“We obviously would love to have that 1.4 million individuals as part of our target for this registration work,” Gillum said. “Even without that, we have 4 million eligible unregistered people in the state of Florida.”

ALSO IN THIS SECTION

  1. Former U.S. Ambassador to Ukraine Marie Yovanovitch, right, testifies before the House Intelligence Committee on Capitol Hill in Washington on Friday, in the second public impeachment hearing of President Donald Trump's efforts to tie U.S. aid for Ukraine to investigations of his political opponents. SUSAN WALSH  |  AP
    Experts on foreign policy said it was ridiculous to think that one person could turn a country “bad.”
  2. House Intelligence Committee Chairman Rep. Adam Schiff, D-Calif., left, talks with ranking member Rep. Devin Nunes, R-Calif., during a hearing of the House Intelligence Committee on Capitol Hill in Washington, Wednesday, Nov. 13, 2019, during the first public impeachment hearing of President Donald Trump's efforts to tie U.S. aid for Ukraine to investigations of his political opponents. (Saul Loeb/Pool Photo via AP) SAUL LOEB  |  AP
    Almost 9 in 10 think the House impeaches Trump but the Senate won’t convict.
  3. U.S. District Judge Mark Walker speaking during 2016 graduation ceremonies at the Florida State University College of Law. [Florida State College of Law] Florida State College of Law
    The ruling, if it’s not overturned, means that President Donald Trump will not automatically be first on the 2020 ballot in Florida.
  4. FILE - In this Aug. 1, 2019, file photo, Donald Trump Jr. speaks before the arrival of President Donald Trump at a campaign rally at U.S. Bank Arena in Cincinnati. (AP Photo/John Minchillo, File) JOHN MINCHILLO  |  AP
    University of Florida student body president Michael Murphy received a resolution for his impeachment Tuesday. Then the state’s Republican Party started an online petition and fundraiser.
  5. The U.S. Attorney's Office in Pensacola.
    Prosecutors say Farm Service Agency director Duane E. Crawson, 43, of Bonifay, led a conspiracy to get his friends, family members and acquaintances to recruit others to submit false applications for...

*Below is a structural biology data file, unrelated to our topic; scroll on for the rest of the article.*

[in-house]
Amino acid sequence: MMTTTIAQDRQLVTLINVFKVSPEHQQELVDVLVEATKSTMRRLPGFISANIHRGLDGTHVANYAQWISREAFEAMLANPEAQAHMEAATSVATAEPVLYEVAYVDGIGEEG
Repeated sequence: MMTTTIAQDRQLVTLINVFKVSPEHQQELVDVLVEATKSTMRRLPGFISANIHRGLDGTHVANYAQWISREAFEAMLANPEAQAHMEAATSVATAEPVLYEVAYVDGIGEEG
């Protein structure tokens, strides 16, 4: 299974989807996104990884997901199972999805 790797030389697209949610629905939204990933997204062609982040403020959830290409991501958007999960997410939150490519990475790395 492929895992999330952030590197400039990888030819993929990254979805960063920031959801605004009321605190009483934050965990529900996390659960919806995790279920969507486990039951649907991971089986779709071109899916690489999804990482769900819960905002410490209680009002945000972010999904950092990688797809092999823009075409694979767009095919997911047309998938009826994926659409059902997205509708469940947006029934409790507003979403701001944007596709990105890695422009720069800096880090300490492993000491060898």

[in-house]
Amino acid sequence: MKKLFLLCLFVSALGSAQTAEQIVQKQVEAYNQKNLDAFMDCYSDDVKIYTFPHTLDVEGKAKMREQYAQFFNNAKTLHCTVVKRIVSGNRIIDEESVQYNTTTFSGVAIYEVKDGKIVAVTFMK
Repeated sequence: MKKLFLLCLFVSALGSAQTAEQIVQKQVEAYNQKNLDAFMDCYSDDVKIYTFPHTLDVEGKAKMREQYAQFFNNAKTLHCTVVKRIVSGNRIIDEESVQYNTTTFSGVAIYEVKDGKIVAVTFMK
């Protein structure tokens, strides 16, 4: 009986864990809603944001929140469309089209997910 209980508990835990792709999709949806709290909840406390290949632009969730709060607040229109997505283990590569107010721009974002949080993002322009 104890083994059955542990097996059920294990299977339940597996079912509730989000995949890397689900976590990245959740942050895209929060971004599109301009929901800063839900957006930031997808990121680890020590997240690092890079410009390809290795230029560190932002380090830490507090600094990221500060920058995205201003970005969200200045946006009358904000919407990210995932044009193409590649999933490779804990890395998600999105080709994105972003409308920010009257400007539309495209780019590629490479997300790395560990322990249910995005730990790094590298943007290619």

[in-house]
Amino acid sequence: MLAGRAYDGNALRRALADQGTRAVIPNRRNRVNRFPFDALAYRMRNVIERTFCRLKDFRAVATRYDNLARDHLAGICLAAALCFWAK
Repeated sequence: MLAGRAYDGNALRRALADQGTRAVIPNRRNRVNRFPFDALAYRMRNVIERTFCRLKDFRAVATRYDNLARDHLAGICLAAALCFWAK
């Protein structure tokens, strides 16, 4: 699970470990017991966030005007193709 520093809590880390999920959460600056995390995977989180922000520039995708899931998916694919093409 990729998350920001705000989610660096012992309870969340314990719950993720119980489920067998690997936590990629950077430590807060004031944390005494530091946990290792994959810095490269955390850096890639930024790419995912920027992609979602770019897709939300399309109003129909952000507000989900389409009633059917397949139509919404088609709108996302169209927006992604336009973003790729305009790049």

6. Florida Governor Ron DeSantis speaks at the Panama City City Hall on Thursday, Oct. 10, 2019. His wife Casey DeSantis is pregnant with the family's third child. He joked that the family will have to transition from "man-to-man to zone defense." (Joshua Boucher/News Herald via AP) JOSHUA BOUCHER/ THE NEWS HERALD  |  AP
    The federal judge had ordered that 17 felons not be removed from the voter rolls before a lawsuit goes to trial next year.
  7. In this Nov. 12, 2019 file photo, Roger Stone, a longtime Republican provocateur and former confidant of President Donald Trump, waits in line at the federal court in Washington. MANUEL BALCE CENETA  |  AP
    Roger Stone, a longtime friend and ally of President Donald Trump, was found guilty Friday of witness tampering and lying to Congress about his pursuit of Russian-hacked emails damaging to Hillary...
  8. The Capitol is seen in Washington on. Impeachment hearings for President Donald Trump come at the very time that Capitol Hill usually tends to its mound of unfinished business. J. SCOTT APPLEWHITE  |  AP
  9. This March 7, 2016, file photo shows the Trump National Doral clubhouse in Doral. WILFREDO LEE  |  AP
    A party spokeswoman confirmed to the Miami Herald Thursday that the annual event, to be held over several days in late January, will take place at Trump National Doral Miami, located near Miami...
  10. Ross Spano serving in the Florida Legislature in 2017. The Dover Republicans 2018 campaign for Congress is now under federal investigation. SCOTT KEELER  |  Times
    The House Ethics Committee revealed the Dover Republican is under federal investigation for possibly violating campaign finance law.
Advertisement
Advertisement
Advertisement